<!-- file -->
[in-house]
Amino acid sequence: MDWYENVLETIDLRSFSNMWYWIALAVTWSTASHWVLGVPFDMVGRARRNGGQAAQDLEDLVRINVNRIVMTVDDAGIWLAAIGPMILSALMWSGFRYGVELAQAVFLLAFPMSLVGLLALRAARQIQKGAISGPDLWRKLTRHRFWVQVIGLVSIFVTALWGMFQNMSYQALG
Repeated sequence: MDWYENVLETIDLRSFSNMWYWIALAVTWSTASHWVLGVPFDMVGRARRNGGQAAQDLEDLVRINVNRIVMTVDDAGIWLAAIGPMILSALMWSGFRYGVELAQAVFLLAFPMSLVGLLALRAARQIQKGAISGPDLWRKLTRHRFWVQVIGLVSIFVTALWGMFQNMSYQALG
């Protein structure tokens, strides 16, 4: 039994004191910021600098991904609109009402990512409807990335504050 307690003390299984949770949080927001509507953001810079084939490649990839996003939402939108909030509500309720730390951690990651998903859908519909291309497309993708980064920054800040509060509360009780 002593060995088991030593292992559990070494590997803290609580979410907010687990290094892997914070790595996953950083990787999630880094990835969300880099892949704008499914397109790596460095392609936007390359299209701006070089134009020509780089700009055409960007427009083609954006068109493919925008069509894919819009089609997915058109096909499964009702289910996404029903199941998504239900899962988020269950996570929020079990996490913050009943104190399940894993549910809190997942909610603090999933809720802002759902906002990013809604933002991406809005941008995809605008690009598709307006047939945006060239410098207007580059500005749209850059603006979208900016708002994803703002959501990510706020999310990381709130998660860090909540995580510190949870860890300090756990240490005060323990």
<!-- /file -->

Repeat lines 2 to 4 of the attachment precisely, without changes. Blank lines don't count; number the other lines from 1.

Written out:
Amino acid sequence: MDWYENVLETIDLRSFSNMWYWIALAVTWSTASHWVLGVPFDMVGRARRNGGQAAQDLEDLVRINVNRIVMTVDDAGIWLAAIGPMILSALMWSGFRYGVELAQAVFLLAFPMSLVGLLALRAARQIQKGAISGPDLWRKLTRHRFWVQVIGLVSIFVTALWGMFQNMSYQALG
Repeated sequence: MDWYENVLETIDLRSFSNMWYWIALAVTWSTASHWVLGVPFDMVGRARRNGGQAAQDLEDLVRINVNRIVMTVDDAGIWLAAIGPMILSALMWSGFRYGVELAQAVFLLAFPMSLVGLLALRAARQIQKGAISGPDLWRKLTRHRFWVQVIGLVSIFVTALWGMFQNMSYQALG
């Protein structure tokens, strides 16, 4: 039994004191910021600098991904609109009402990512409807990335504050 307690003390299984949770949080927001509507953001810079084939490649990839996003939402939108909030509500309720730390951690990651998903859908519909291309497309993708980064920054800040509060509360009780 002593060995088991030593292992559990070494590997803290609580979410907010687990290094892997914070790595996953950083990787999630880094990835969300880099892949704008499914397109790596460095392609936007390359299209701006070089134009020509780089700009055409960007427009083609954006068109493919925008069509894919819009089609997915058109096909499964009702289910996404029903199941998504239900899962988020269950996570929020079990996490913050009943104190399940894993549910809190997942909610603090999933809720802002759902906002990013809604933002991406809005941008995809605008690009598709307006047939945006060239410098207007580059500005749209850059603006979208900016708002994803703002959501990510706020999310990381709130998660860090909540995580510190949870860890300090756990240490005060323990």